Facebook Job Board Has Potential Once Kinks are Ironed Out

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But will it ever rival LinkedIn...



On Wednesday (11/14), Facebook launched a job board application, called the Social Jobs Partnership Social Jobs App, with the goal of revolutionizing the Internet job-sphere. According to the official statement from Facebook upon launch:

“When it comes to economic growth, few issues are more important than matching qualified candidates with great jobs. In that spirit, we know that the power of social media — the connections between friends, family and community — can have an outsized impact on finding jobs.”

Facebook cited statistics that state Facebook is an asset to the hiring process, noting that half of employers are using Facebook in their hiring process, and 54% of those using Facebook anticipate it becoming a more important part of the talent acquisition process in the near future. The job board is part of Facebook’s partnership with the U.S. department of labor and displays a culmination of search results from companies partnered with Facebook.

While the job board has a lot of potential to rival other online job search outlets, it’s experiencing a handful of glitches and issues in the wake of its launch.

Here are some of the glitches as of launch week:

  • Narrow Results
    The app has more than 1.7 million job listings, but search results don’t seem to yield the entire gamut. A search for Marketing positions in Detroit on the Monster tab shows about 30 results. The same search on Monster.com shows more than 1,000 positions in the same geographical area. Similarly, on the U.S. Jobs tab of the app, 30 positions showed up for a Marketing search in Detroit, whereas more than 500 showed up within the same search on usjobs.com. The other applications within the job board - Jobvite, BranchOut, Work4Labs and Work4Labs - are Facebook apps within an app that also show what appears to be a limited number of search results.
  • Inability to show all search results at once
    If someone searches for a position on the job board, they have to tab over to each individual company’s search results; it is not possible to see all results in the same place.
  • Clicking on a Job Doesn’t Always Take You to That Job
    When a user of the job board is interested in a position, they then have to click on the position, click again to go to the company’s page, and re-search the position within the company page to find it. Moreover, sometimes clicking on the specific job title doesn’t take you to the company’s page at all, rather, back to the newsfeed timeline.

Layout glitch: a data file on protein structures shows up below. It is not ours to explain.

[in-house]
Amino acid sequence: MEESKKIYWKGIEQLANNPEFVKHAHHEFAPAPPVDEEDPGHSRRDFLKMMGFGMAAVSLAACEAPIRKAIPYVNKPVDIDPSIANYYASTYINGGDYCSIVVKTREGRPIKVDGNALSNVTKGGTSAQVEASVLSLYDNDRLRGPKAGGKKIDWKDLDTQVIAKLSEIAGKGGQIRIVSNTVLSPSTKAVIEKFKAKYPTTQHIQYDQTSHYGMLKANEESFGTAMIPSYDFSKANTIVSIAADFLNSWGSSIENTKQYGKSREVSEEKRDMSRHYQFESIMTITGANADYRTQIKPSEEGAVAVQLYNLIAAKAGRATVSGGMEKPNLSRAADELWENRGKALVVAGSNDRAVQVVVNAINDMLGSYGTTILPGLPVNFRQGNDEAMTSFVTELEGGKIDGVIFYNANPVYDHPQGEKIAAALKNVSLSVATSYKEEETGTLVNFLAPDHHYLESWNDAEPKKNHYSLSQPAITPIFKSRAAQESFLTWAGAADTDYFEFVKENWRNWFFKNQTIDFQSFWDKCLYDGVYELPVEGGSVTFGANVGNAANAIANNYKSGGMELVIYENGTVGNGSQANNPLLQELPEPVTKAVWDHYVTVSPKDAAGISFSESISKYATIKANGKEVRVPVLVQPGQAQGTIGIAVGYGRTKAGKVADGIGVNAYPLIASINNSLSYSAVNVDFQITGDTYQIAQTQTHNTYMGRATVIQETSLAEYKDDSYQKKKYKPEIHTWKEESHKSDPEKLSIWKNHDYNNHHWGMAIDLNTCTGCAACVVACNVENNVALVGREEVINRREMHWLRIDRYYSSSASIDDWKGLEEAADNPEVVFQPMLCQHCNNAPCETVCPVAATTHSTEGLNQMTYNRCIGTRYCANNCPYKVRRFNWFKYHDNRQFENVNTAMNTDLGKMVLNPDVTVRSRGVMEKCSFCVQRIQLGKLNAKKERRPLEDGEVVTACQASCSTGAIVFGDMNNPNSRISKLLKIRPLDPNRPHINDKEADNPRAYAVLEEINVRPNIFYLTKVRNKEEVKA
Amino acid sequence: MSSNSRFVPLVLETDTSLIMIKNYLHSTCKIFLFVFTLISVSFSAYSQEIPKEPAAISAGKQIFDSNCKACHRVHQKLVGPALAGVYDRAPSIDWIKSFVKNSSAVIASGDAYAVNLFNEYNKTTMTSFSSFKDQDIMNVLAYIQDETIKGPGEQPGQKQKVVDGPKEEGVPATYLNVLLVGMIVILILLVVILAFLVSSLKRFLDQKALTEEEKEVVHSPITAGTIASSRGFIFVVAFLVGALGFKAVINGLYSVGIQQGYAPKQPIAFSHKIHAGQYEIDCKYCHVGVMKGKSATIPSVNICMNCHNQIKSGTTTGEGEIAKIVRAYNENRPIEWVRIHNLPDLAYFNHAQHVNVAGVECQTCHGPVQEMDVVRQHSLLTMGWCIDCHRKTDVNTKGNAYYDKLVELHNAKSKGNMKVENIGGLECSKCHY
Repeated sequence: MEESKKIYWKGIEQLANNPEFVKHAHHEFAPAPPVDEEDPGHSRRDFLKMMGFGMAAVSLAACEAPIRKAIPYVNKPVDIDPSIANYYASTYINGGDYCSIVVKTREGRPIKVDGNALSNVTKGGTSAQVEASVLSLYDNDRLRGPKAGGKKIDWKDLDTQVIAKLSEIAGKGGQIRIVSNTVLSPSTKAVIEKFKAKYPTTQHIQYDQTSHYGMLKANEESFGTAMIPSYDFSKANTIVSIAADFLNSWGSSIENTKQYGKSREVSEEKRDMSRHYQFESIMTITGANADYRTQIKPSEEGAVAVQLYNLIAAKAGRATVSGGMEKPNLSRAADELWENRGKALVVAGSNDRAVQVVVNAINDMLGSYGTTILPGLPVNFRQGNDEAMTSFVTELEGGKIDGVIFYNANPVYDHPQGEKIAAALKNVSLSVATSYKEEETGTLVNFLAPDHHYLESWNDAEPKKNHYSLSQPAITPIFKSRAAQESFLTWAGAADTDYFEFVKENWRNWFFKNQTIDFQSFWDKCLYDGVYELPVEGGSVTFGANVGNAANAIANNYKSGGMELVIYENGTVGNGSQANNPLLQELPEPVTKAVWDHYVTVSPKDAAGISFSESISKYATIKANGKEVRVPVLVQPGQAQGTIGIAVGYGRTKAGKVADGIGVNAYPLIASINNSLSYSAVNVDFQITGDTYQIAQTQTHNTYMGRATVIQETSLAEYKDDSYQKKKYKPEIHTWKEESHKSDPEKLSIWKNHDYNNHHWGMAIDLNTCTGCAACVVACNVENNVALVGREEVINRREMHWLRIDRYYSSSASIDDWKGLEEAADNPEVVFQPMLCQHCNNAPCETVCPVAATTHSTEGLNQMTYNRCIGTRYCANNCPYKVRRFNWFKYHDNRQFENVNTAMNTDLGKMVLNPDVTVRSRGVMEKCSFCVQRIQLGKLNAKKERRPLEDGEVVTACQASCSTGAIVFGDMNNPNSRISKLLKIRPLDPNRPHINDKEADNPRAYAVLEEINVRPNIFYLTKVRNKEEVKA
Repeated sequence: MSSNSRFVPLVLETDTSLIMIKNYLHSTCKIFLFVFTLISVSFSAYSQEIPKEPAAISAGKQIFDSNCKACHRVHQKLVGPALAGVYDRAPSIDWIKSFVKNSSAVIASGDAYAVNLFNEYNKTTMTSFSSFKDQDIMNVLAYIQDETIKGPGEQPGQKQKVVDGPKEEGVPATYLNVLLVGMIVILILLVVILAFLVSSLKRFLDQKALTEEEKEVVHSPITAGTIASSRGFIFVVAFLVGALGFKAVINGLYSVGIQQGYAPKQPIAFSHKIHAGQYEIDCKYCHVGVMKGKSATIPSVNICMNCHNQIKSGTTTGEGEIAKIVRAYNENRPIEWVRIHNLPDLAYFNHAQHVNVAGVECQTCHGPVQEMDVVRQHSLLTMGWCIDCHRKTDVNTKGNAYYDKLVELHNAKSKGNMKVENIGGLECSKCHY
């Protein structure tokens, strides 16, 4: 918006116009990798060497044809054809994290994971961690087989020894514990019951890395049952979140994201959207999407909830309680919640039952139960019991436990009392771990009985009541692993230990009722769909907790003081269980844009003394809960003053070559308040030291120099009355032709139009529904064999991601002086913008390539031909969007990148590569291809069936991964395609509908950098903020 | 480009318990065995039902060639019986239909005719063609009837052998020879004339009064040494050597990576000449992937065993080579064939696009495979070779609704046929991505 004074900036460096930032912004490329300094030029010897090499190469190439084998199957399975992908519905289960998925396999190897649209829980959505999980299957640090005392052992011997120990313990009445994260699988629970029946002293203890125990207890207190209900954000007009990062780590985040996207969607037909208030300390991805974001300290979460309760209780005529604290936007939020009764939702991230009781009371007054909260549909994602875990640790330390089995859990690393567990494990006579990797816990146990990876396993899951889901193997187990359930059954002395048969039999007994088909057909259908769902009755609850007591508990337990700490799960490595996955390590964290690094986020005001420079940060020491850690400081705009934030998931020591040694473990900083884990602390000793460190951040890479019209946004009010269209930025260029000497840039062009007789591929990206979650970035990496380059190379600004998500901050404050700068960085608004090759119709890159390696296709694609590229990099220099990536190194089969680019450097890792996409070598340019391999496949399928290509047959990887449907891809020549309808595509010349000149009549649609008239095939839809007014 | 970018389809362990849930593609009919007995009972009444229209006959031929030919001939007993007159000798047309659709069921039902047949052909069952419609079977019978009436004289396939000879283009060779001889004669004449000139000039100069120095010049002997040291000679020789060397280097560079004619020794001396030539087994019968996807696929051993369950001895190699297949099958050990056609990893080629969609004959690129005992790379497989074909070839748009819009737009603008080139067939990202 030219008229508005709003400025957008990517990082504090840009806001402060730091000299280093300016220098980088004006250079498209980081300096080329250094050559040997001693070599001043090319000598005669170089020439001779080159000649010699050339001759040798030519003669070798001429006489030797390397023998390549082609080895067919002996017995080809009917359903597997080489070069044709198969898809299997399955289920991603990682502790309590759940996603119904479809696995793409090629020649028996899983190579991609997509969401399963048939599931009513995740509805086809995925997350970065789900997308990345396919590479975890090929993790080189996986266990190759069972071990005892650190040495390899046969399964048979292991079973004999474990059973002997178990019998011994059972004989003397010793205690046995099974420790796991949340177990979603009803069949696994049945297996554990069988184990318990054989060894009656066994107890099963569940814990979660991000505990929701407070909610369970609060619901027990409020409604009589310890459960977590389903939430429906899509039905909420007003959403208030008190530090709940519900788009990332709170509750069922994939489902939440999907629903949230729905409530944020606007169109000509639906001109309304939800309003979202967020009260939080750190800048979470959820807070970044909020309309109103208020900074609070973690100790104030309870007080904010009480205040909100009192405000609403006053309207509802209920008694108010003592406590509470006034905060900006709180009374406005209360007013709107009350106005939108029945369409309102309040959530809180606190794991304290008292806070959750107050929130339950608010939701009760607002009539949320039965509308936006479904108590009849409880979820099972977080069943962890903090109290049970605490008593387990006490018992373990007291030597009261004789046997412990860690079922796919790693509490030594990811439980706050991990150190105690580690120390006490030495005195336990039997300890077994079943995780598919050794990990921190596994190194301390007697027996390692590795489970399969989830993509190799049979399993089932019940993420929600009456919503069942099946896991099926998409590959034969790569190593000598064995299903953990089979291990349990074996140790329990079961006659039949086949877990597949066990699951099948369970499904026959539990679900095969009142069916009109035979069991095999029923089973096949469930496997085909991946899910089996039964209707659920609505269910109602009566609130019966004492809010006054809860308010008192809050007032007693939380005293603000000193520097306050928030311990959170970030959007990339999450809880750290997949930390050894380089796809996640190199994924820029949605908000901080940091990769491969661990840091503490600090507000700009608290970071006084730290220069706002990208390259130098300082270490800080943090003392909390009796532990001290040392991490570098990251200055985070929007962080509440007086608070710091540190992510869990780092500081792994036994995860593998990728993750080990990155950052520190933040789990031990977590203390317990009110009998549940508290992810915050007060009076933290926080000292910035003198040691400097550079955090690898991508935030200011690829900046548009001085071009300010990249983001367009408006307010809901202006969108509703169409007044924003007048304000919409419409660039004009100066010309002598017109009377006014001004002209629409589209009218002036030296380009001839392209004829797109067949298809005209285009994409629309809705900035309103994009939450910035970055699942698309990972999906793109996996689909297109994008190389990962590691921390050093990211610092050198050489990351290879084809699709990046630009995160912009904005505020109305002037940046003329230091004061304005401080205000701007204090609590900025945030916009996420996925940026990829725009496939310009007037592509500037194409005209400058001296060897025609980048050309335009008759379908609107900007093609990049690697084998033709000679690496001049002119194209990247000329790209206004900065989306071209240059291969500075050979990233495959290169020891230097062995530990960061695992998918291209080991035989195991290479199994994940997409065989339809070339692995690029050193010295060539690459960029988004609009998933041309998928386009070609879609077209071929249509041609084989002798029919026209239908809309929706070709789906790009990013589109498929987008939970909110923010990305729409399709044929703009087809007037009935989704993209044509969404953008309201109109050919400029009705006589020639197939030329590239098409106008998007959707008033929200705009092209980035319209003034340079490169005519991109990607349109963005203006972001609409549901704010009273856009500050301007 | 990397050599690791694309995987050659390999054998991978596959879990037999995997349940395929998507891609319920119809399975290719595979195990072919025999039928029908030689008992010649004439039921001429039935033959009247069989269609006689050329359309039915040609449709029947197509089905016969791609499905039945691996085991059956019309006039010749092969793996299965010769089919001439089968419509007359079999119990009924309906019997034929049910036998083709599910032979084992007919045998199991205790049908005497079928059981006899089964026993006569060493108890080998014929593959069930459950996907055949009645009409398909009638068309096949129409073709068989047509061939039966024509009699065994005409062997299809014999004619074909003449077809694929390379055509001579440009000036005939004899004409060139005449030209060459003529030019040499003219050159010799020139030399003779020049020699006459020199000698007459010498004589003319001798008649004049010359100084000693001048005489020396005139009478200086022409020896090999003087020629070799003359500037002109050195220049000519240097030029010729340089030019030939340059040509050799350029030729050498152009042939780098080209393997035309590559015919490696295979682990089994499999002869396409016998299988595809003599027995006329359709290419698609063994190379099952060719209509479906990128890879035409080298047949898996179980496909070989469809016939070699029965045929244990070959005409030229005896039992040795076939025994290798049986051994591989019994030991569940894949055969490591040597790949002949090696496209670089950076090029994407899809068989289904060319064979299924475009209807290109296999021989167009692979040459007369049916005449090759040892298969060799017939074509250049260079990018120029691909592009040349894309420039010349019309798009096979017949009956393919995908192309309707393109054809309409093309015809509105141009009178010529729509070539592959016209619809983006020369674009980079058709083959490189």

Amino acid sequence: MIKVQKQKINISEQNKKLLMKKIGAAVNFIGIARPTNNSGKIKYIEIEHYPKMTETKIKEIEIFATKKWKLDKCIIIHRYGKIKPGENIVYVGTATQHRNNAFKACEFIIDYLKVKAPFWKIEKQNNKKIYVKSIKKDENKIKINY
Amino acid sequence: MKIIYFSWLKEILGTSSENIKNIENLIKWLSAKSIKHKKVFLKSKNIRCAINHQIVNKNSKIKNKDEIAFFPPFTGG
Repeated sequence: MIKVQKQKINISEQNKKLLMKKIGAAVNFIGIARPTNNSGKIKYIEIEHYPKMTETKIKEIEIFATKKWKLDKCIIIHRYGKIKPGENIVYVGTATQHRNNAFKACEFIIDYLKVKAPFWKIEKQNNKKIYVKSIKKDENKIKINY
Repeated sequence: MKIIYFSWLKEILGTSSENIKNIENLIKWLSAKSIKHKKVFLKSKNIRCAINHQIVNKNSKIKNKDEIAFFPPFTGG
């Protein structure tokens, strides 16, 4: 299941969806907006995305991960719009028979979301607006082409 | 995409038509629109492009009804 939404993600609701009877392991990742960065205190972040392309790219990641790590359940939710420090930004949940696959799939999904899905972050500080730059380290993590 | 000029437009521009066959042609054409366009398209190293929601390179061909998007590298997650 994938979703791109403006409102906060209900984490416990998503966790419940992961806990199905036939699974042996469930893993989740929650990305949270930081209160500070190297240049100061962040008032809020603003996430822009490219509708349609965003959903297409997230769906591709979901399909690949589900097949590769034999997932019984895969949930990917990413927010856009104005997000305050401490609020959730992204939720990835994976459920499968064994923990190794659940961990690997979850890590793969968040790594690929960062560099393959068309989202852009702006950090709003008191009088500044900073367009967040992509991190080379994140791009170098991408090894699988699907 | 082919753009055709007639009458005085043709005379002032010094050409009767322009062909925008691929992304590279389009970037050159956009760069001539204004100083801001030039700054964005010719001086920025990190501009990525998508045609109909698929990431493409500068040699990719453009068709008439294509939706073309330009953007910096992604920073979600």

• Limitation
    As it stands, Facebook calls the app a “central location where recruiters can share open positions with the Facebook community sorted by industry, location and skill.” Expansion to let other people post jobs besides recruiters could lead to more person-to-person contact and interaction within the app as well as more outreach.
  • Inaccurate Results
    Many users are sounding off about the inaccuracy of the job search on the application’s wall. One user said on Thursday, “Searching for jobs within 50 miles of Bowling Green lists opening in Great Britain. As in, across the pond. Nice job Facebook!” Business Insider even cited searches in LA leading to results in India.
  • Mixing Work and Play
    According to a study by MarketWire, 8% of U.S. companies have fired employees for misuse of social media, including Facebook. There has also been a lot of chatter within the last year about companies demanding employees surrender their Facebook passwords so that the employer can ensure they are behaving online. In this regard, many people view Facebook as a personal networking site as opposed to a professional one.
  • Active Candidates Only
    The job board is geared toward active candidates, and, in turn, many may not be as qualified for positions as passive candidates being searched and recruited elsewhere. LinkedIn doesn’t seem to feel threatened: "We don't see this as Facebook getting into the professional networking space," a LinkedIn spokesman told Business Insider. "Facebook is aggregating jobs from various Facebook apps and putting them in one place."

There are also pros to the new job board:

  • Reaching out to a Larger Demographic
    Facebook’s partner in creating the app, Work4Labs, said that the job board gives the social networking site an opportunity to reach more of an audience than on LinkedIn, citing the idea that LinkedIn is cluttered with CEOs, executives and other higher-ups as opposed to regular Joes.
  • Convenience
    According to Facebook, 175 million people log on to the social networking site every day. For many people who are already spending time on the site, it could be a good opportunity to put that time toward a job search.
  • Exposure
    It’s yet another platform for companies to reach out to potential candidates. Facebook’s user base is giant – 1 billion users as of November 2012 with more than 42 million pages and 9 million apps.
  • Ease of Networking and Recruiting
    According to a survey by the National Association of Colleges and Employers, Facebook is already a resource for job seekers. Seventy-percent of responders agreed that Facebook is an effective recruiting tool because it allows recruiters to cast a wide net and connect with more potential job seekers.

Every new application has its share of issues, and once the Facebook job board irons out the kinks it has potential to be beneficial as traditional online job boards struggle to remain relevant. If executed properly, the mixing of social media with job search is an idea that Facebook can cash in on to rise above the competition.

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